G(z) &= \sum_{n=0}^{\infty}{2 \cdot 3^n z^n} + \sum_{n=0}^{\infty}{(-2) 2^n z^n} \\[3mm]

&\Downarrow \\[3mm]

g_n &= 2 \cdot 3^n - 2^{n+1}

\end{align}

$$ Now, I don't really want to go into detail about partial fraction decomposition, because it's not that exciting, and you can look it up really quickly on Google if you want to know more about it. But I did want to point it out as a useful method when you end up with $G(z)$'s for which you can't just factor the denominator and then use the known power series for $\dfrac{1}{1-x}$.

Another thing I want to point out here is that, although we just looked at an example of a homogeneous recursion, the OGF method also works for non-homogeneous recursions such as the Tower of Hanoi one above.

If you work out the same steps for that one, you'll get the generating function $$

H(z) = \dfrac{z}{(1-z)(1-2z)} = \dfrac{1}{1-2z} - \dfrac{1}{1-z}

$$ and thus $h_n = 2^n - 1$, once again by using the known series of $\dfrac{1}{1-x}$.

Just to sum up here, I'll show you the OGF's of the Fibonacci and Catalan numbers mentioned above.

For the Fibonacci's, the OGF is $$

F(z) = \dfrac{z}{1-z-z^2}

$$ You need to use a partial fraction decomposition to extract the coefficients, which turn out to be $$

f_n = \dfrac{1}{\sqrt 5} \cdot (\gamma^n - {\hat{\gamma}}^n)

$$ where $\gamma$ is the

*golden mean*$\dfrac{1+\sqrt 5}{2}$, and $\hat \gamma$ is its conjugate $\dfrac{1-\sqrt 5}{2}$. This formula for $f_n$ is called the*Binet formula*for the Fibonacci numbers, named after Jacques Binet, who rediscovered it in 1843 after, you guessed it, our prolific friend Euler had published it in 1765.I also used the Catalan numbers as an example, and you can click here to see the generating function and formula for these, from the very cool math blog of a guy named Mike Spivey. Who knew there was another math blog out there? Well, there you have it, there is! [Update: as I mention in the comments in response to Joe's question, I didn't do any research on the history of the Binet formula above when I first wrote this post, but now that I have looked into it, I found an interesting history of collaboration as well as independent discovery among famous mathematicians in various nations (frequently at war with each other during the period of European history in question) as they encountered these prolific number sequences and developed generating function and other methods in the 18th and 19th centuries. Here is a link to a good history of the Catalan numbers.]

And with that, there you have it- that's the end of this post. I hope you enjoyed it and thought that OGF's are as cool as I think they are. Just another example of how math and creativity are abolutely NOT mutually exclusive (in fact, quite the opposite, though I must admit that I myself have zero creativity and just copy most of this stuff from somewhere else that I've seen it...)!

Thanks for reading, and please post any questions in the comments section.

1)What does it mean to "rediscover math"? Like did *nobody* remember that Euler wrote that paper and then Binet was just the first person to find it again? Or did sincerely think he was being original?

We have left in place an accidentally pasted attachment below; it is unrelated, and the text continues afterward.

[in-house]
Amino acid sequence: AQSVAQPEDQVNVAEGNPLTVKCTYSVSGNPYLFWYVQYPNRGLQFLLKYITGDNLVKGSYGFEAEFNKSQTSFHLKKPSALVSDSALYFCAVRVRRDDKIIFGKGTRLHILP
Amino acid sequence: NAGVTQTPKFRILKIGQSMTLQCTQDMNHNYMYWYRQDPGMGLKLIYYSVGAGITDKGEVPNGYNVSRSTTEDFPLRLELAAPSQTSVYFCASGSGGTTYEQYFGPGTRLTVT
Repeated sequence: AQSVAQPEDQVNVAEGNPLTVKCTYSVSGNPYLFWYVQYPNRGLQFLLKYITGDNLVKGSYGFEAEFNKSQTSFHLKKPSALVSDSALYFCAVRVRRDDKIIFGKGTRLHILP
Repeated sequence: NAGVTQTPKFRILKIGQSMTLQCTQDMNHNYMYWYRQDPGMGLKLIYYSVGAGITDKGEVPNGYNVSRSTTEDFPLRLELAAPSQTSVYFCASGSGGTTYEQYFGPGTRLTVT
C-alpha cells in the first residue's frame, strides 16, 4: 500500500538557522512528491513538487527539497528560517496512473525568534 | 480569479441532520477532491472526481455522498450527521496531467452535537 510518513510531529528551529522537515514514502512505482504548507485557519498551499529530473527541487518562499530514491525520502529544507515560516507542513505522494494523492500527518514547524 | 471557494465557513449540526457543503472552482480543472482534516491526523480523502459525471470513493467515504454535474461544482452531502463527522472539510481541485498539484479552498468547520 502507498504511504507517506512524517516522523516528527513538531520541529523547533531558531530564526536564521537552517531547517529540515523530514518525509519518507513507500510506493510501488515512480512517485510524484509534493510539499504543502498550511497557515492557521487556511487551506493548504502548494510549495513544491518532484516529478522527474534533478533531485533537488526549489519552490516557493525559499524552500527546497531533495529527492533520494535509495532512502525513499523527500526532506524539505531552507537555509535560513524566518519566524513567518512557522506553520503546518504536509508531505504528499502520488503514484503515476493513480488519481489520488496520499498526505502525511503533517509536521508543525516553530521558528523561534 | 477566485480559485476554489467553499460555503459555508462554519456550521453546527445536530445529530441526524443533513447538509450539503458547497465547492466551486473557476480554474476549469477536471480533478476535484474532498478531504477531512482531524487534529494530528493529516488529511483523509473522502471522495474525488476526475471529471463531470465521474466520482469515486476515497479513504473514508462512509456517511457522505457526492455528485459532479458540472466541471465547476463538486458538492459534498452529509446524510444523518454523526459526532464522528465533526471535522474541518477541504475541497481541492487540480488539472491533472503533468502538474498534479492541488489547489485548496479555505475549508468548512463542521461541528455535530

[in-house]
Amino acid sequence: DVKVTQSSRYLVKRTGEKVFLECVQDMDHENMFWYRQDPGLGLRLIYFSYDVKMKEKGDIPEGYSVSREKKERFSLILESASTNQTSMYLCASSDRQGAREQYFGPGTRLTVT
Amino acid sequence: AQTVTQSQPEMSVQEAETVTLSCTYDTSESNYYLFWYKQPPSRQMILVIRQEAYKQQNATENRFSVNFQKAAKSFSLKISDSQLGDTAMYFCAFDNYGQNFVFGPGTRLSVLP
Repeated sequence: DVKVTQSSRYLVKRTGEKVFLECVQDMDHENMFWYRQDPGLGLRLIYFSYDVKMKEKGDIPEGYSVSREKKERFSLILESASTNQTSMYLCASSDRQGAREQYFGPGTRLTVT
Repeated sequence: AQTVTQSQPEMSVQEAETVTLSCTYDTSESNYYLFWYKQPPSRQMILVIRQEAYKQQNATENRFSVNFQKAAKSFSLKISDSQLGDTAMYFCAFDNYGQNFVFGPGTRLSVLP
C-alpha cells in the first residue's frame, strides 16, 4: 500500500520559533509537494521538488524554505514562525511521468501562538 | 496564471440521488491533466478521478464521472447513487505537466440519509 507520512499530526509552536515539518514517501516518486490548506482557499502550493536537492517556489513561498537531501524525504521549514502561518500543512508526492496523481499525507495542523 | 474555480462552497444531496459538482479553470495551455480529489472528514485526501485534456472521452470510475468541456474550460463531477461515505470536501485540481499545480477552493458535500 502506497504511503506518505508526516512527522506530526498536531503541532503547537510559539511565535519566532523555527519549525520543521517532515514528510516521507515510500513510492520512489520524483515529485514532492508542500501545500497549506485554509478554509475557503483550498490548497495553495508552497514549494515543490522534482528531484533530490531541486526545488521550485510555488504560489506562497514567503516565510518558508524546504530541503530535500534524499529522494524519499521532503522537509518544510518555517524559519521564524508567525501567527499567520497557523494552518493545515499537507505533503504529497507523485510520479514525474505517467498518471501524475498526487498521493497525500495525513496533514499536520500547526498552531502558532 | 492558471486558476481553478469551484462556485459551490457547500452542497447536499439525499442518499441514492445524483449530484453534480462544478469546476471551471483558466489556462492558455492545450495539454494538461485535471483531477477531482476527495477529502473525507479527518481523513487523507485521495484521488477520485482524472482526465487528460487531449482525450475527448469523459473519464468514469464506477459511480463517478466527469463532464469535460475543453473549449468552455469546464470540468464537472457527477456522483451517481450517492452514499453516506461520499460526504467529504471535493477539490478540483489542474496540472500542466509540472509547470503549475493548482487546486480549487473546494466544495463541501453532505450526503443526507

ReplyDelete2) It's a little unclear to me what you mean when you say you are "solving" the recursion. Does that just mean you are taking the already nifty equation we have and making it even niftier by by eliminating its self-referential nature?

3) Generating functions are really cool. We use them a lot in physical chemistry too (for statistical mechanics). You probably used them in physics as well. But we called them "partition functions". Conceptually, it seems very similar: the sum of all states. But can you also use these partition functions as generating functions? That is to say, we would often take partial derivatives of our generating function to calculate expected values. Is there some sort of expected value for these recursions?

4) This also looks pretty similar to my good buddy, Fourier, and my slightly less good buddy, Laplace. Can we use generating function techniques to find the coefficients for those series?

As always, some very cool stuff from G T Math. I look forward to reading the next one :D

Good questions.

Delete1) I am having trouble finding the full story for the Binet formula above (honestly, I just copied that fact from where I was reading about the formula and didn't really investigate it further), but upon seeing your question, I looked into it and found a full history of the development of the Catalan numbers also mentioned above. These are some of the most prolific in combinatorics; it turns out that many famous mathematicians including Euler were working on problems in which these numbers arose as early as the mid-18th century, in various countries, and sometimes collaborating via letters. Igor Pak wrote a good summary of this history, to which I have now added a link in the post above- check it out. If you go onto his page on the UCLA math website, he even has links to the letters he mentions, which are in German, French, and Latin, some with English translations. Pretty cool to see Euler's handwriting (it's pretty much impossible to read, but still)...

(breaking my answer into a few replies here...)

Delete2) Yes, exactly- to "solve" a recurrence means to find a formula for the $n$-th term which depends on $n$, but not on any of the earlier terms- in other words, to eliminate the self-referential nature as you put it.

3) You're exactly right: partition functions are very similar in the sense that they sort of store a bunch of information we want, which we can extract by taking derivatives or extracting coefficients of the series. Thus partition functions are a type of generating function. To the second part of your question, I wouldn't say the generating function of a recurrence has an expected value since the coefficients aren't probabilities. If you take the derivative of an OGF, you get a new recurrence with the terms shifted over and multiplied by their index ($n$ value) from the old recurrence- can you see why?

Delete4) There is already a formula for the coefficients of a Fourier series, but once again there is a connection in that the Fourier series basically divides a function into its constituent single-frequency signals. There is also a similarity between solving differential equations using integral transforms and solving recurrences using generating functions: in both cases, we turn the problem into an algebraic one which is easier to solve and then extract the answer we were looking for.

ReplyDelete